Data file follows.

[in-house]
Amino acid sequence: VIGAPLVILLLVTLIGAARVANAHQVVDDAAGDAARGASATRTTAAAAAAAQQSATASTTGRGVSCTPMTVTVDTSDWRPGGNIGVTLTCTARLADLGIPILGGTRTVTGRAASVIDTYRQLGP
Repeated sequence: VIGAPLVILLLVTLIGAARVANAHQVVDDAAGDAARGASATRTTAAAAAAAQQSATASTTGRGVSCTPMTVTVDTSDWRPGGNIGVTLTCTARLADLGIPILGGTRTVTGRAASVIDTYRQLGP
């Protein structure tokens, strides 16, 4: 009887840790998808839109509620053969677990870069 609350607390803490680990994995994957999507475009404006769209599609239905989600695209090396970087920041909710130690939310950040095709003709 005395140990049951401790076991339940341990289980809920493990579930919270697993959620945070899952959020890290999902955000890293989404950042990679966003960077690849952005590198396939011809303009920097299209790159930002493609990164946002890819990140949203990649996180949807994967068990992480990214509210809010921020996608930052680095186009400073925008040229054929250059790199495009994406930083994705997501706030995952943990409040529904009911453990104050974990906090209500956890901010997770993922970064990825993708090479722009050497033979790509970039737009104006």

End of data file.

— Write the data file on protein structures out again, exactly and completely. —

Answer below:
[in-house]
Amino acid sequence: VIGAPLVILLLVTLIGAARVANAHQVVDDAAGDAARGASATRTTAAAAAAAQQSATASTTGRGVSCTPMTVTVDTSDWRPGGNIGVTLTCTARLADLGIPILGGTRTVTGRAASVIDTYRQLGP
Repeated sequence: VIGAPLVILLLVTLIGAARVANAHQVVDDAAGDAARGASATRTTAAAAAAAQQSATASTTGRGVSCTPMTVTVDTSDWRPGGNIGVTLTCTARLADLGIPILGGTRTVTGRAASVIDTYRQLGP
């Protein structure tokens, strides 16, 4: 009887840790998808839109509620053969677990870069 609350607390803490680990994995994957999507475009404006769209599609239905989600695209090396970087920041909710130690939310950040095709003709 005395140990049951401790076991339940341990289980809920493990579930919270697993959620945070899952959020890290999902955000890293989404950042990679966003960077690849952005590198396939011809303009920097299209790159930002493609990164946002890819990140949203990649996180949807994967068990992480990214509210809010921020996608930052680095186009400073925008040229054929250059790199495009994406930083994705997501706030995952943990409040529904009911453990104050974990906090209500956890901010997770993922970064990825993708090479722009050497033979790509970039737009104006």